The Effect Of Conductor Academic Task Presentation, Conductor Reinforcement, And Ensemble Practice On Performers' Musical Achievement, Attentiveness, And Attitude

Date of Award


Degree Type


Degree Name

Doctor of Education (EdD)


Teaching and Leadership


Cornelia Yarbroough


Music education

Subject Categories

Educational Psychology


This study examined the effect of conductor academic task presentation, reinforcement, and student performance on attentiveness, achievement, and attitude of members of a university symphonic band. The band rehearsed five times under three treatment conditions: (A) conductor directions and student performance; (B) conductor academic task presentations, directions, and student performance; and (C) conductor academic task presentations, directions, student performance, and contingent conductor academic reinforcement.

Student attentiveness was defined as the percentage of students overtly off-task. Music achievement was independently rated by a panel of expert judges on the basis of audiotape recordings. Student attitude was assessed by a five-question student survey.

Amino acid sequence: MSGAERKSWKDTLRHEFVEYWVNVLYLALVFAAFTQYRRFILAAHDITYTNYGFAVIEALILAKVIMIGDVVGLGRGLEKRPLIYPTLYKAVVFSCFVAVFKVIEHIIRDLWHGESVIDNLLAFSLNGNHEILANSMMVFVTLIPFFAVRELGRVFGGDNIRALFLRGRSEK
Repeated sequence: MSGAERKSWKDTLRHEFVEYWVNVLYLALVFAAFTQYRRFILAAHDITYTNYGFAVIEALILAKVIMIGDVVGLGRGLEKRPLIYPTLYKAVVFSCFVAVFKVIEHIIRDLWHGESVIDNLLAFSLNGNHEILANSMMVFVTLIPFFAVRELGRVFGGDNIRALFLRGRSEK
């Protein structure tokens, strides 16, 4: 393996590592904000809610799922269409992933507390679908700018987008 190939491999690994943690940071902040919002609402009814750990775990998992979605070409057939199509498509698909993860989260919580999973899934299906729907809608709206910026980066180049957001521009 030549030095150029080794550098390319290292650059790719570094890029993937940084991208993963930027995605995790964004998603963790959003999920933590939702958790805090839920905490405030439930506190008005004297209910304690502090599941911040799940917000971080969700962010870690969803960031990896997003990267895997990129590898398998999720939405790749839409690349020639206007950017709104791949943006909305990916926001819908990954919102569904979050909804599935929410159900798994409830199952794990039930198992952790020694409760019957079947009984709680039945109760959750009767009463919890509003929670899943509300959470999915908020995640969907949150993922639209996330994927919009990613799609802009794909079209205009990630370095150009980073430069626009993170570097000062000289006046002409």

Results indicated attentiveness was a function of both performance time and treatment. All treatments resulted in gains for music achievement with Treatment B resulting in the smallest and Treatment C resulting in the largest gains. Student attitudes were significantly related to music, conductors, and their interaction. Student ratings of rehearsal enjoyment and conductor as a good teacher were significantly related to treatments, with Treatment C consistently rated highest.


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